• Contrast of value (lightness/darkness of color or hue) can separate object in space and make objects less flat
  • Graduation of value creates mass and contour
  • Hue refers to all the pure spectrum colors: red, orange, yellow, blue, green, violet. (All hues are mixed from three primary colors)
  • Painters primaries: red, blue, yellow
  • Printers primaries: magenta, turquoise, yellow
  • Light primaries: red, blue, green
  • Complements: colors opposite one another on the hue circle. They have a warm-cool contrast
  • Afterimage: complements comprised of a stimulus color and its physical opposite created in the eye by the exposure of the stimulus color
  • Color illusions:
  • Color proportion—impact of quantity of a hue or value used in a color composition
  • Simultaneous contrast—when a color appears to change when it’s seen against a different background
  • Optical mixture—when minute particles of different colors are mixed by the eyes, and make a larger image
  • Emotional meanings of color:
  • Red—excitement, passion, energetic feelings, blood, anger, violence.
  • Orange—flesh, fire, very approachable
  • Yellow—sun, optimistic, happy, modern, but can be overwhelming
  • Green—nature, life, stability, or in a more negative tone, decay, toxicity, artificiality
  • Blue—distance, coolness, spirituality, elegance, sadness, depression
  • Violet—fantasy, playfulness, impulsiveness, madness, nightmares

6. Pattern

  • “An underlying structure that organizes surfaces or structures in a consistent, regular manner”
  • Flow: Meander patterning relates to the idea of flow, and is built on the repetition of a flowing line
  • Branching: Patterns formed with a reference to the branches in nature
  • Spiral patterns
  • Packing and cracking: compacted cells define the shape of other cells in the pattern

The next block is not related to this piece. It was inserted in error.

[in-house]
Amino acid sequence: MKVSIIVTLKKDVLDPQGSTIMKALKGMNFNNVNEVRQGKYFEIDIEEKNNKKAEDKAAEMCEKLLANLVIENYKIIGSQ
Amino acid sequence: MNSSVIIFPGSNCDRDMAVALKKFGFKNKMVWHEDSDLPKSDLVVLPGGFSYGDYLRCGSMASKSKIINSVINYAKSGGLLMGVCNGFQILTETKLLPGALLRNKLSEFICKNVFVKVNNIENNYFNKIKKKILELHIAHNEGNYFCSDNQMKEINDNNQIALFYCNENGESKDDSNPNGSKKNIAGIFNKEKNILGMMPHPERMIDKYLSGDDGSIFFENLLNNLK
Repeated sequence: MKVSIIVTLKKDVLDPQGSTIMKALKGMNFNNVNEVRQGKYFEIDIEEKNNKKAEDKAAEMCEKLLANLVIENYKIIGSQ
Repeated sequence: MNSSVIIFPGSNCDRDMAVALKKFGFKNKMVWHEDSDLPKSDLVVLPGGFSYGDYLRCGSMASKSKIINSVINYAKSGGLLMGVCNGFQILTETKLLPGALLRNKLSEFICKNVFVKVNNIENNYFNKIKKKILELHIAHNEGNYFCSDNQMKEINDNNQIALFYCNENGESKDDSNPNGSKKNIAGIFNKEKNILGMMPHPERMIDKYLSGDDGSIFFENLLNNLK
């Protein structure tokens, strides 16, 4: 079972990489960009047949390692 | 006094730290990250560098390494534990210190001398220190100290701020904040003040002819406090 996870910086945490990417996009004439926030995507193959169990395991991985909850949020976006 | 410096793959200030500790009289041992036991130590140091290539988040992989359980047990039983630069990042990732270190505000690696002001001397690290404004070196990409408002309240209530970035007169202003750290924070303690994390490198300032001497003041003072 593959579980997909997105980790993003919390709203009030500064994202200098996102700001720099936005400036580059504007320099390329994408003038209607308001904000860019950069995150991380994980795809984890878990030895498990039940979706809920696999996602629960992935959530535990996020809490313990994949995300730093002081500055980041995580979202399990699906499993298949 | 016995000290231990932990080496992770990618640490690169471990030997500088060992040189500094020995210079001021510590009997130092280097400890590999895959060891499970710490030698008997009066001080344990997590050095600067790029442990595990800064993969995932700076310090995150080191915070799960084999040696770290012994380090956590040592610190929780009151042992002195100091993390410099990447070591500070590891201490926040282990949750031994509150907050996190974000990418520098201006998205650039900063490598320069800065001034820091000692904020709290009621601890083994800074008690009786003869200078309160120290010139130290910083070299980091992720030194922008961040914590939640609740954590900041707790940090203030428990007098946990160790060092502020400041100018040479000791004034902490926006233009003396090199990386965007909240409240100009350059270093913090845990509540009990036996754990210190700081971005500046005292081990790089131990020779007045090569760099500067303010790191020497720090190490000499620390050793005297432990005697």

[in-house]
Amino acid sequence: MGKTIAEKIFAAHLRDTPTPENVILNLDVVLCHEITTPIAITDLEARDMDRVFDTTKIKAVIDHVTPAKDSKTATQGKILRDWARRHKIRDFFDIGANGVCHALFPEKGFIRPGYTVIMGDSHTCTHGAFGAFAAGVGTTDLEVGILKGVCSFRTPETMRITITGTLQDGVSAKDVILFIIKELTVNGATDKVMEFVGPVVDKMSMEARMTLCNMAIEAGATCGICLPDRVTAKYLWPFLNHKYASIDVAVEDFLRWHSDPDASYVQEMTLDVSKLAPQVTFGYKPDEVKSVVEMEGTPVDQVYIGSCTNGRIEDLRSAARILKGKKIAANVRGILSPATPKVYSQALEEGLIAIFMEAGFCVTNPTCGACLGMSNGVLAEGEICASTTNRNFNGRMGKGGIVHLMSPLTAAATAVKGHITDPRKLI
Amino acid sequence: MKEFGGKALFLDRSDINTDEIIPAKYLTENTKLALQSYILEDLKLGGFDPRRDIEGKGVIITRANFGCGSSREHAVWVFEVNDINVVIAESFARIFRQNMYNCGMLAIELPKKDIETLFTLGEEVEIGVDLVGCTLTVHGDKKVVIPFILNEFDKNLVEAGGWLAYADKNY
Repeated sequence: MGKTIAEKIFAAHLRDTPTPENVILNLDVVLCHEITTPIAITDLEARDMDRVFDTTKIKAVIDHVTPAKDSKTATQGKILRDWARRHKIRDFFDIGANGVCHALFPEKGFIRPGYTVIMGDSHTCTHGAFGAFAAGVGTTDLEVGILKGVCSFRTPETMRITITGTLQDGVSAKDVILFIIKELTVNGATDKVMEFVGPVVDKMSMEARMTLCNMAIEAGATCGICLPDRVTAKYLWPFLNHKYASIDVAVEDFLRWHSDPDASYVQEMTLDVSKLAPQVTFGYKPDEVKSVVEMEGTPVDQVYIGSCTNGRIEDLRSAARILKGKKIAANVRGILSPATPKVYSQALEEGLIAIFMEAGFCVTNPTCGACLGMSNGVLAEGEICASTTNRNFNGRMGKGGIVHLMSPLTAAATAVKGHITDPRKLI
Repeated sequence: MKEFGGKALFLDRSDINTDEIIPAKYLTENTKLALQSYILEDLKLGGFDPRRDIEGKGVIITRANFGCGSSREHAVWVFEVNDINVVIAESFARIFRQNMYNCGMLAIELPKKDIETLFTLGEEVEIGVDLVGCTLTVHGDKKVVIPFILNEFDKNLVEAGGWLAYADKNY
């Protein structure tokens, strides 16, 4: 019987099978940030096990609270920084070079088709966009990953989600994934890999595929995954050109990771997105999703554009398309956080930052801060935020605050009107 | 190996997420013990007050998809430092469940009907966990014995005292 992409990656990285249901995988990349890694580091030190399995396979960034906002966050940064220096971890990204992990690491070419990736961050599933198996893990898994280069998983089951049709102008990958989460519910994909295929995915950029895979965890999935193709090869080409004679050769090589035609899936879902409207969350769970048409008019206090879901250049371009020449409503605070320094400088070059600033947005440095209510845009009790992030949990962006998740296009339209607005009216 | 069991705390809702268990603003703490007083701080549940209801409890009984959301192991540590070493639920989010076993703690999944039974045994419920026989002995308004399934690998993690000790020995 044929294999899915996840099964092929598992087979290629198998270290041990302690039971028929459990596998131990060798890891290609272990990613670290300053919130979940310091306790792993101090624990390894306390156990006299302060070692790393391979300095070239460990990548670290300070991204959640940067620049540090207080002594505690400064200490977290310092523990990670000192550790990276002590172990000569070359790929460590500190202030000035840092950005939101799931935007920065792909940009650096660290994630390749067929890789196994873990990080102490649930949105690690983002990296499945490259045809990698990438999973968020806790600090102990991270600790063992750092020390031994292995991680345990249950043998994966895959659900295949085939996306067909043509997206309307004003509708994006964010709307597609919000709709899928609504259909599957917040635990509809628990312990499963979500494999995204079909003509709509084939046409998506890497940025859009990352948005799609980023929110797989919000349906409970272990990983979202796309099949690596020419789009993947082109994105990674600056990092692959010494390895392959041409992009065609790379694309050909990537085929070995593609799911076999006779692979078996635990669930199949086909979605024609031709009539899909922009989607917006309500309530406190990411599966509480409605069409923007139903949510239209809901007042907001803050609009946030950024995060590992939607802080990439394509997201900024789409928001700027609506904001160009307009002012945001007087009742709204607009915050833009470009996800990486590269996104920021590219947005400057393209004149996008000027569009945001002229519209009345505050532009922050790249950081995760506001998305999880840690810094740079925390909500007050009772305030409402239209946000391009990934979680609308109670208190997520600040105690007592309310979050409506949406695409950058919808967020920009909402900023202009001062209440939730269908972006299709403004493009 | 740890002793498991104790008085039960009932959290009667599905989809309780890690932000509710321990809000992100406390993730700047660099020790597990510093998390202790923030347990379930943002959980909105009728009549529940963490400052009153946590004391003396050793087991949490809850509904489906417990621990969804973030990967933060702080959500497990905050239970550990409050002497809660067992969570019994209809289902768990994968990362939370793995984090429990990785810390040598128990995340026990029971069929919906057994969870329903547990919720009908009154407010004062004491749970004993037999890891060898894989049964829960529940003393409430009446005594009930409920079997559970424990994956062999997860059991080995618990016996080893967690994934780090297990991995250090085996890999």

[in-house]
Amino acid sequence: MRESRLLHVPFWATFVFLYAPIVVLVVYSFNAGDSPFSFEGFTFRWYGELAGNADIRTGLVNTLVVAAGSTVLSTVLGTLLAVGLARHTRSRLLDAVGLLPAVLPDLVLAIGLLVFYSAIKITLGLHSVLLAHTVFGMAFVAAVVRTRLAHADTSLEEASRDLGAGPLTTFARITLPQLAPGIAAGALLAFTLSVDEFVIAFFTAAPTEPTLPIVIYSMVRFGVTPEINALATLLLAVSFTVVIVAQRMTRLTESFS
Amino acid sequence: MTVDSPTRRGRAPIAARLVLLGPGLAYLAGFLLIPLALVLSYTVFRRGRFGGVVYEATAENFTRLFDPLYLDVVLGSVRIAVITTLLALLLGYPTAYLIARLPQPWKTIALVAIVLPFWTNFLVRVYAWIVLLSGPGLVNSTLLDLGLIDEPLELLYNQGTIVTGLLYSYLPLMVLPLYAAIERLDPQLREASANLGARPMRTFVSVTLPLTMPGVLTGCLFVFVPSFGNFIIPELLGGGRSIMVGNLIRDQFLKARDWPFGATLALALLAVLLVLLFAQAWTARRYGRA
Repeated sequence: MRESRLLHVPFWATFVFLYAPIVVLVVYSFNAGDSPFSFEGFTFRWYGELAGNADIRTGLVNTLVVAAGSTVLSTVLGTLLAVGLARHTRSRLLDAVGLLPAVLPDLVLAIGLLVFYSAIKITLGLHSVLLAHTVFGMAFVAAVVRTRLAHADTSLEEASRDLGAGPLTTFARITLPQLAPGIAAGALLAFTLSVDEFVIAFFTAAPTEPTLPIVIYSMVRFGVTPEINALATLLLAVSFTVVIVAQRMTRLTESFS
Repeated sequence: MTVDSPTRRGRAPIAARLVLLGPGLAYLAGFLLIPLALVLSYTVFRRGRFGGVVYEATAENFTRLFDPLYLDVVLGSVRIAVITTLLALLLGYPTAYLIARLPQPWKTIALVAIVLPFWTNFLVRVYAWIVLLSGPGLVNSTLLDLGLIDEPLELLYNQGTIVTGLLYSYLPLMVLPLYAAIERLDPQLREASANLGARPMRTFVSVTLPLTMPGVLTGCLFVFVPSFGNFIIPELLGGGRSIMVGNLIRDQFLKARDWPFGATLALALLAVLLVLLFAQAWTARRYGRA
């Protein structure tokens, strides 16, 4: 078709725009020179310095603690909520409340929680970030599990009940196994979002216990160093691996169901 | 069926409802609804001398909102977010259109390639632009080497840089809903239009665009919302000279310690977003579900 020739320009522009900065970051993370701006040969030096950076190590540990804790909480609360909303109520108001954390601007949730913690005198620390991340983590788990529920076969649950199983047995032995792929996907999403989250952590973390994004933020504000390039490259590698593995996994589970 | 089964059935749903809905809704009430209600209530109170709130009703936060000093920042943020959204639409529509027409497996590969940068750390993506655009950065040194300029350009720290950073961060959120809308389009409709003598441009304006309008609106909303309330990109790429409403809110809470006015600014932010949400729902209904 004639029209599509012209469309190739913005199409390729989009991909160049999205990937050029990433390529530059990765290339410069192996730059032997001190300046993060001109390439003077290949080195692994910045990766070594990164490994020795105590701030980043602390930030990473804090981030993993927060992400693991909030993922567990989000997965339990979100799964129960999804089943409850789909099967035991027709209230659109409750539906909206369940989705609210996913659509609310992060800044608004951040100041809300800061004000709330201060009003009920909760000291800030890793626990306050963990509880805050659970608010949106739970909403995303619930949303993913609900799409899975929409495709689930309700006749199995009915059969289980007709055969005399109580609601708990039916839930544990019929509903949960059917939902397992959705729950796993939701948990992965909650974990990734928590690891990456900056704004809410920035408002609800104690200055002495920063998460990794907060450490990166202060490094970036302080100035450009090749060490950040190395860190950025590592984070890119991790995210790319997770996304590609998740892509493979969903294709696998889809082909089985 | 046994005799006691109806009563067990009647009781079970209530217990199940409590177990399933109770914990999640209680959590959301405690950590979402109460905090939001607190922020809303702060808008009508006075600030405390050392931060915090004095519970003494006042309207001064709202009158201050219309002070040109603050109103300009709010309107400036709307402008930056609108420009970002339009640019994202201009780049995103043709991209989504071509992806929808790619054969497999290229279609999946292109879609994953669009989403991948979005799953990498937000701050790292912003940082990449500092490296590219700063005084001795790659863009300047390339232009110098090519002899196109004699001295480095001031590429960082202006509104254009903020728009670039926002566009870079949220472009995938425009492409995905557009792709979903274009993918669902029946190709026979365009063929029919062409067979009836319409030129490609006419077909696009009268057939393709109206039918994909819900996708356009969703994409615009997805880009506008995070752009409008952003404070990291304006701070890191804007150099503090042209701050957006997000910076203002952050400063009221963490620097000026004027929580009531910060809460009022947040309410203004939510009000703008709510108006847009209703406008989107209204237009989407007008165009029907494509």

7. Texture

  • The quality of an object that we can sense and touch
  • Texture can be imaginary, because by looking at an image we can imagine how it feels
  • There are many kinds of textures: 1) bristly, rough, and hard, 2) smooth, cold, and hard, 3) smooth, soft, and warm, 5) wet or dry

Principles of Design

-Concepts used to organize/arrange elements of design

1. Balance

  • Symmetrical (or formal) balance: having equal weight on equal sides of a central fulcrum (the point on which a lever rests)
  • Bilateral symmetry: when the elements are arranged equally on either side of the central axis
  • Radial symmetry: when elements are arranged equally around a central point
  • Approximate symmetry: equivalent but not identical elements are formed around the fulcrum line
  • Asymmetrical (informal) balance: when objects of varying visual weight are placed so that they will balance one another around the fulcrum point

2. Proportion

  • Refers to size and scale of elements in a design; the relationship between objects

3. Rhythm

  • Timed movement through space
  • Rhythm depends on pattern and movement, and is sensed by the eyes in visual design
  • Linear rhythm: distinct flow of a single line
  • Repetition: using patterns to achieve a visual “rhythm”
  • Alternation: patterning in which a sequence of designs are repeated
  • Gradation: a series of designs in a pattern that relate to one another and give the visual meaning

4. Emphasis

  • Can also be called point of focus or interruption (the point of focus is a break in the visual’s rhythm)
  • Emphasis marks the locations in a visual which draw the viewer’s attention the most
  • Repetition: creates emphasis by calling attention to a repeated element
  • Contrast: creates emphasis by distinguishing the point of focus from the background
  • A neutral background makes the point of focus stand out
  • Contrast of color, texture, shape, size, or scale can draw attention to a certain point.
  • Placement of an object in a certain position can call attention
  • Prolonged visual involvement through intricacy: many points of emphasis are created, and can be seen by close examination

5. Unity

  • Coherence of the whole piece/design
  • Pattern is the most fundamental element for a strong sense of unity. Form and color consistency are very important as well
  • Unity can still exist in variety, however
  • Concept: the purpose of the objects in a design can unify the design